Four years since IS seized the town of Karamles in northern Iraq’s Nineveh Plains, the local Christian community are “returning, albeit slowly, to normal”, AsiaNews reports.
Hundreds of Christians joined in a procession following a Mass at the weekend, holding candles and chanting psalms, to celebrate their return and the new life that is emerging in the devastated town.
Reconstruction is the number-one priority. “We have reached 50-60 [per cent] of our target – at least 400 out of 800 [homes], but some will have to be abandoned because they are too damaged,” Fr. Paul Thabit Mekko, head of the Christian community in Karamles, said.
The plans include setting up small farms and food companies to create employment opportunities, and building wells, gardens and playgrounds. For the housing alone, around $1.5 million is needed, according to Fr. Mekko.
But he said that, while “a feeling of fear pervaded” for the first Christians who returned to Karamles last year, they are now “returning, albeit slowly, to normal”.
“The return of Christians, their number and their presence in the country remain a key factor for the future,” he said. Apart from encouraging them to return to their hometown, the government also needs to “provide them with greater autonomy and increase their participation in state institutions”, Fr. Mekko said.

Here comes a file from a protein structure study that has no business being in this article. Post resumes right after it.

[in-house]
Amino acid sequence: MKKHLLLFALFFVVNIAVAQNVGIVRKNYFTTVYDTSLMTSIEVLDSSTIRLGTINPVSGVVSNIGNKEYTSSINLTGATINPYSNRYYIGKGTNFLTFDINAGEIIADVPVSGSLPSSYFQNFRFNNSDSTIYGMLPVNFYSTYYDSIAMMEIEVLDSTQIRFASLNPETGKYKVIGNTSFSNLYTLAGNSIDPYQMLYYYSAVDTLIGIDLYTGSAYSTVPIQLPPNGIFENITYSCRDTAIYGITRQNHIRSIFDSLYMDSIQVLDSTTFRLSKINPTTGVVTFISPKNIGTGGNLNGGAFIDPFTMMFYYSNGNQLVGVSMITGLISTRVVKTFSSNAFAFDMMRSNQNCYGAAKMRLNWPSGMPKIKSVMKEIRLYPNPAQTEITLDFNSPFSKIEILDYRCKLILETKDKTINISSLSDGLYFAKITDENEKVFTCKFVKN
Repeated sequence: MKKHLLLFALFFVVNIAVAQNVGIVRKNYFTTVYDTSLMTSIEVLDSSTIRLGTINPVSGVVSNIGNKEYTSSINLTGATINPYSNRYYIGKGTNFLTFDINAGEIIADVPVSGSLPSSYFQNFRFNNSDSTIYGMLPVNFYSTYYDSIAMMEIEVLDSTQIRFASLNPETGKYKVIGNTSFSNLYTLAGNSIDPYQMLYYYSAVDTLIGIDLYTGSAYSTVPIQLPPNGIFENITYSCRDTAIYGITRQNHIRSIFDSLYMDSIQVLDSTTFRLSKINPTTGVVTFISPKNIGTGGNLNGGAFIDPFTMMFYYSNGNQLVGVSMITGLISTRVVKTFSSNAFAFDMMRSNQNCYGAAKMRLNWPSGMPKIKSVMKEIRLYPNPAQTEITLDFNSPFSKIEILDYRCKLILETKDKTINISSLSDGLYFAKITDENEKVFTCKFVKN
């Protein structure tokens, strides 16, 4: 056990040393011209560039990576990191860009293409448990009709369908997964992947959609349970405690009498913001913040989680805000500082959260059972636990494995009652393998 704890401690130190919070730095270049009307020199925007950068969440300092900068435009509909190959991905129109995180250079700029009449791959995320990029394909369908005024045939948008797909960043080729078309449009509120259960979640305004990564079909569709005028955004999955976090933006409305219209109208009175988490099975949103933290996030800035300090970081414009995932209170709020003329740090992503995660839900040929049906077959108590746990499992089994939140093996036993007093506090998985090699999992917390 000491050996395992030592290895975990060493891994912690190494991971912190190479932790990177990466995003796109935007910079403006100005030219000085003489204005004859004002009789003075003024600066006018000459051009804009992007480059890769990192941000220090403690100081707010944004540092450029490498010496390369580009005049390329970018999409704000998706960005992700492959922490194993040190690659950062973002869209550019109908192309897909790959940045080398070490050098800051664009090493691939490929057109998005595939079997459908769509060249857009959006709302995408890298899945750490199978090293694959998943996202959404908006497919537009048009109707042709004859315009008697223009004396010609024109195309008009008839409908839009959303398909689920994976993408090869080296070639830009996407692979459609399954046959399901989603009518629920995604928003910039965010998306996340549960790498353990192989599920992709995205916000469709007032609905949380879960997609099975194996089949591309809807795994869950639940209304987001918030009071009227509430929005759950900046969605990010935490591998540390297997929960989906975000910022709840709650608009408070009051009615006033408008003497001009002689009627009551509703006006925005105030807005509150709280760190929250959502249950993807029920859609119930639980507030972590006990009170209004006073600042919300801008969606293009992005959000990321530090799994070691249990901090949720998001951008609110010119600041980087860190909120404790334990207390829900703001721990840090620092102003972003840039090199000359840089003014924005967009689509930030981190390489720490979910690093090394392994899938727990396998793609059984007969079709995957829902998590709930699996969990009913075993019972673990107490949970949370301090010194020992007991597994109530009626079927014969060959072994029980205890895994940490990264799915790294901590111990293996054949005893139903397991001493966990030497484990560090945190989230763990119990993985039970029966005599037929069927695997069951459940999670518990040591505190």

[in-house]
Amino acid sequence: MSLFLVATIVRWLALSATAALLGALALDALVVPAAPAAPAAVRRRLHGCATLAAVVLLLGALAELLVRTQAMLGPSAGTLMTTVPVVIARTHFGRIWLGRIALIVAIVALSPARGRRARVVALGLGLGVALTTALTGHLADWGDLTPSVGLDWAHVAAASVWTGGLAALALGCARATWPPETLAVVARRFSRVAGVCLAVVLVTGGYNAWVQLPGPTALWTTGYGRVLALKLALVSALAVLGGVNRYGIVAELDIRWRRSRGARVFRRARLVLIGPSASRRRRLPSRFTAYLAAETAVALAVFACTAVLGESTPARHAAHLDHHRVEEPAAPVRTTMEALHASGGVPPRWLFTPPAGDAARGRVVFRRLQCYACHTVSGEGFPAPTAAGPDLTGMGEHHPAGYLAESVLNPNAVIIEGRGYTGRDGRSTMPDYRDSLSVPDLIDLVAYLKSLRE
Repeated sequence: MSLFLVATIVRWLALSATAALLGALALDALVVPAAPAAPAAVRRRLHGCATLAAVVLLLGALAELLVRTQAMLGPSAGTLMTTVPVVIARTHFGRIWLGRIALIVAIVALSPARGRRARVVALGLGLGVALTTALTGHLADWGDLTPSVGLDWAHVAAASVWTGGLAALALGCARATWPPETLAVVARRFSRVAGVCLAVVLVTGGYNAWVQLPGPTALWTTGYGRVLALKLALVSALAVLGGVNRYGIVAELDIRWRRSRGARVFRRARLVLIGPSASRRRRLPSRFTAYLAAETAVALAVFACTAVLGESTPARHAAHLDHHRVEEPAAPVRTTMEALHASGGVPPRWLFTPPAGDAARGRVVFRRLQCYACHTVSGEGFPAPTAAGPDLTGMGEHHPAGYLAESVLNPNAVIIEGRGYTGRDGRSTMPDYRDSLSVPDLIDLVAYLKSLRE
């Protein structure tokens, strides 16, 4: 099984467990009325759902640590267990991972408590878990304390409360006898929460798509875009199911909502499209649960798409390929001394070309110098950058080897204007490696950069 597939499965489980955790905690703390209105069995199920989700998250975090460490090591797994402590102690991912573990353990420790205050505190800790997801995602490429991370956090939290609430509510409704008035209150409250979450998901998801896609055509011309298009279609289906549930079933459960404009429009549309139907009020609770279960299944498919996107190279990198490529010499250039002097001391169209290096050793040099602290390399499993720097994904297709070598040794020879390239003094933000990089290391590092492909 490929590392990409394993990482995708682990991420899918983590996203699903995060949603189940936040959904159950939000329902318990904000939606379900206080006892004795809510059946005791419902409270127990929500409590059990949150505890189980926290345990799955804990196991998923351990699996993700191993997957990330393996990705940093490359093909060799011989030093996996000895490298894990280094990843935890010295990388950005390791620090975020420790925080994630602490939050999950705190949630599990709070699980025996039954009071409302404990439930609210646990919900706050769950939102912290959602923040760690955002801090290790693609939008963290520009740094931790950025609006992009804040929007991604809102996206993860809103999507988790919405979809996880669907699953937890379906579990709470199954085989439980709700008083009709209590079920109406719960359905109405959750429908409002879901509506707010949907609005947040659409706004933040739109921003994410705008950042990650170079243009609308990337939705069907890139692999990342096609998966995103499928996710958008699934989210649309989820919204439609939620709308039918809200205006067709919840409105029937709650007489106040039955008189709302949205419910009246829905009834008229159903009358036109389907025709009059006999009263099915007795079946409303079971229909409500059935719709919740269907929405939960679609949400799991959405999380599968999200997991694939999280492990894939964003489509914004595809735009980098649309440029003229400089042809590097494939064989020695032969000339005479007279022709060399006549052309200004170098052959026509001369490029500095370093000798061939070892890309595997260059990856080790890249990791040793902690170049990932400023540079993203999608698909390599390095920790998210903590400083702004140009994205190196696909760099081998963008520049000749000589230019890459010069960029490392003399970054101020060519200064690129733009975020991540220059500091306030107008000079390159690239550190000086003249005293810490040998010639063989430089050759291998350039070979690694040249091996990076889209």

In contrast, some of the Christians who fled the Nineveh Plains city of Qaraqosh (also known as Baghdida and Hamdaniya) four years ago, finding refuge in Baghdad, say they still don’t feel safe enough to return, Al Jazeera reports.
“There’s nothing for me to go back to. No jobs, no home, let alone safety and security,” said Petrus, 50 who now resides in a camp for internally displaced people (IDPs) in Baghdad.
Another former resident of Qaraqosh, Nahla Khadr, a mother-of-two, said she would rather stay in Baghdad, or even leave the country, than return to her hometown, as “Nineveh will never feel safe again”.
Although IS was defeated in December 2017, according to a former member of parliament, Assyrian Christian Yonadam Kanna, the religious tensions are still tangible in the areas devastated by IS.
“Only 20 families went back, but even some of those returned here,” Kanna said. “They don’t feel safe there and there’s no opportunity or means to rebuild a life in Nineveh.”
Fr. Martin Dawood, head of the citizens’ affairs department at the Christian Endowment Office, said: “They are afraid that [IS] or a similar group may return, and that this time they wouldn’t be lucky to flee in time.”